Triggered by a desire to have a closer, more tangible relationship with the food they’re eating, millennials urged food brands to pull back the curtain on their supply chains and product recipes. They wanted to see how the sausage is made, what it’s made of, and where it comes from. From artisanal ketchups to a surge in farmers markets, millennial appetites and expectations altered the course of food history–all in the name of authenticity.
But with this new generation, Gen Z, the same rules of “authenticity” do not apply. They are, after all, the teens and 20-somethings that live in a world of simulated realness—from finstagrams (fake Instagrams) to following non-human, AI influencers. The millennial way to be authentic can even come off as glaringly inauthentic and one-dimensional to the next generation. Chipotle’s “Back to the Start” is a widely hailed example of millennial-flavored authenticity depicting the journey from humble beginnings to industrialized farmer and back. It provided a glimpse into Chipotle’s business practices and supply chain that hit home with millennials, earning lots of love as a result. (That is, until the E. coli breakouts proved “Food with Integrity” wrong, leading to a mass exodus from which they haven’t quite been able to recover).
Compare that with Wendy’s now infamous reputation as fast food’s favorite troll. What began as a snarky clapback regarding their “Fresh, Never Frozen” tagline has since evolved into a sassy, manufactured Internet personality beloved by millions for–wait for it–their authenticity. Clearly, the definition of authenticity is getting a makeover. Wendy’s stands apart from the competition not because of their high-quality beef or transparent values—it’s their voice. Seemingly overnight, Wendy’s went from just another fast-food brand to one worth following because they became a brand worth listening to. For Gen Z, authenticity isn’t about transparency, and it doesn’t need to be “raw” to be real; it’s about having a story to tell, even if the story is absolute fiction.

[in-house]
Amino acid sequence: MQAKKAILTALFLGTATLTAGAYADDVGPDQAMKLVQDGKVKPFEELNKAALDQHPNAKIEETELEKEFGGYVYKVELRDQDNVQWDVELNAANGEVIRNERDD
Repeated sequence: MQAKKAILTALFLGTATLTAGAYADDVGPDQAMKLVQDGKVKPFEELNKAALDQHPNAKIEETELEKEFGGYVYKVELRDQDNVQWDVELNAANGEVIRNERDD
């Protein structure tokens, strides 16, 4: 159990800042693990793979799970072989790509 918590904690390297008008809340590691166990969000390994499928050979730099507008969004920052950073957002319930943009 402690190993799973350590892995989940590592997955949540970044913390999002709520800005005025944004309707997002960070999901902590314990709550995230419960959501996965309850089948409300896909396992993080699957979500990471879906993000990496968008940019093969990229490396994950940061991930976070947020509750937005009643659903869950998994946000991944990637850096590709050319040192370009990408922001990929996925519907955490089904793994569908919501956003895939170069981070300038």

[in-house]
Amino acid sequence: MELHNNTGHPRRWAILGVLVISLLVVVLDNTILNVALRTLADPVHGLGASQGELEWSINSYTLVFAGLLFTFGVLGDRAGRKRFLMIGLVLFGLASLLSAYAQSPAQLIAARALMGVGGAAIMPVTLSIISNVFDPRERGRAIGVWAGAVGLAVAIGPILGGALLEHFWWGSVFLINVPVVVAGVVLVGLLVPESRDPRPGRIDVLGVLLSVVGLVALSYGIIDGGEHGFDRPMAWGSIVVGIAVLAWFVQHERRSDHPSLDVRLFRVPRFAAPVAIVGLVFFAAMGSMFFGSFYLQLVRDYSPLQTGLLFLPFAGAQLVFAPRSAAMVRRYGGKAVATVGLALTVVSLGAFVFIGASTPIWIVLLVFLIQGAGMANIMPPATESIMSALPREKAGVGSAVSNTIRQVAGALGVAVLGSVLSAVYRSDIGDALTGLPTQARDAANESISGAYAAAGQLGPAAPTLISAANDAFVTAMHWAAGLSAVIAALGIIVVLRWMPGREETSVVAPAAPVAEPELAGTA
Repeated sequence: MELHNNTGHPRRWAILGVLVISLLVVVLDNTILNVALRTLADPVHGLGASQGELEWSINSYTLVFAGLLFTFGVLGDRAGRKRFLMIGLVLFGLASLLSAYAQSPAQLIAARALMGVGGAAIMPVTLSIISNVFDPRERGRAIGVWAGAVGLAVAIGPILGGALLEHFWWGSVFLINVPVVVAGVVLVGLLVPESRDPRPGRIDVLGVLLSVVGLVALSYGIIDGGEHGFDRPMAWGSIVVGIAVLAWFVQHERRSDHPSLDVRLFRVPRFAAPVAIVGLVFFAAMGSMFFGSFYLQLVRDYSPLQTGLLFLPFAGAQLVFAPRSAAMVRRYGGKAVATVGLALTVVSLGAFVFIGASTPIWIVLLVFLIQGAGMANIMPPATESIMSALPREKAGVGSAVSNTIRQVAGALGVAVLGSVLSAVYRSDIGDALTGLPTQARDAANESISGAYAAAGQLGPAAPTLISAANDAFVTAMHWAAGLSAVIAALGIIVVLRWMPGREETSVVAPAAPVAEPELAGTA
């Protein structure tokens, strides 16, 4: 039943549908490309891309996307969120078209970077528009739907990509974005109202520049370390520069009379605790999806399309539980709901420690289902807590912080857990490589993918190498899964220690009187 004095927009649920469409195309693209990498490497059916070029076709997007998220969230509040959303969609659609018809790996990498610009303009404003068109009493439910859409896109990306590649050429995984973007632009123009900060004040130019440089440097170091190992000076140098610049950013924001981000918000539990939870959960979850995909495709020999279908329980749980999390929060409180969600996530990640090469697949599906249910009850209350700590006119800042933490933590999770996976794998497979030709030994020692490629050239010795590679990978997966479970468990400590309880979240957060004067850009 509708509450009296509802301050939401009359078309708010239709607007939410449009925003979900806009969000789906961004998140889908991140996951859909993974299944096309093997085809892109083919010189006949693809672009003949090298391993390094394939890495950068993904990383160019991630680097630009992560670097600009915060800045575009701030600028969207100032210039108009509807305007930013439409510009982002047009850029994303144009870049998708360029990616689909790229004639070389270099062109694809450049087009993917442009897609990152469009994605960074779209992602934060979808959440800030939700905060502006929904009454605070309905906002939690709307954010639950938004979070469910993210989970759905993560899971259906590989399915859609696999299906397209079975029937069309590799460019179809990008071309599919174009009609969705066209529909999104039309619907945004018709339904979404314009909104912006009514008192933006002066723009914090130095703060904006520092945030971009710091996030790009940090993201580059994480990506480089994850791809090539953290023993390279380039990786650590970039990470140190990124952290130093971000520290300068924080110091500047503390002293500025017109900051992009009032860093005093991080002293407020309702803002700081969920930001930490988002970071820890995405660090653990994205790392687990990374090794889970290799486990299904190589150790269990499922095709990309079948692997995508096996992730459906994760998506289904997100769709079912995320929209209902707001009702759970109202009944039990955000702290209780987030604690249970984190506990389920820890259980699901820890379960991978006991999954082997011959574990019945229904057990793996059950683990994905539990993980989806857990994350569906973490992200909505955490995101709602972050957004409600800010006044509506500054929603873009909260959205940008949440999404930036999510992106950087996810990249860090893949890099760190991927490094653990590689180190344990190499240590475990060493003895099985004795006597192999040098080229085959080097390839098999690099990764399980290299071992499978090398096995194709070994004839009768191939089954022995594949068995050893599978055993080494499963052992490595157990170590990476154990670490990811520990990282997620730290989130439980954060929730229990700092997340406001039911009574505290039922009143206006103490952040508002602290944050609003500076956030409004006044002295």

Nothing captures food that’s pure fiction better than Starbucks’ Unicorn Frappuccino—it’s Gen Z authenticity in a cup. A glittery, fantastical concoction that changes color and flavor right before your very eyes, the Unicorn Frap looks and sounds like fairy food. According to Starbucks, it’s actually “made with a sweet dusting of pink powder, blended into a crème Frappuccino with mango syrup and … a pleasantly sour blue drizzle. It is finished with … a sprinkle of sweet pink and sour blue powder topping.” Artisanal ketchup this is not, but that hardly matters to Gen Z. They aren’t paying attention to the ingredient list, nor do they care what the Unicorn Frap tastes like. It’s the pops of color, whimsy, and magic they’re attracted to–it’s a fairy tale, and Gen Z can’t help but buy into the illusion, even if the reality never measures up.
Now, Gen Z knows full well that there’s a team of social media managers and ad agencies working behind the scenes crafting witty tweets, recording mixtapes, and orchestrating inter-brand beef over at Wendy’s. They’re fully aware that Starbucks’ Unicorn Frappuccino is chockfull of sugar, cream, and artificially colored powder to make it look “unicorn-y.” However, that doesn’t make them inauthentic, at least not with Gen Z. Curation and editing come second nature to them. They recognize that having a unique voice and perspective requires effort and doesn’t happen on the fly. It’s accepted and expected that for anyone to create something truly authentic, some assembly is required. While this interpretation might ruffle some millennial feathers, authenticity will certainly be on the menu for Generation Z. Just keep in mind that they are craving the illusion, not the reality.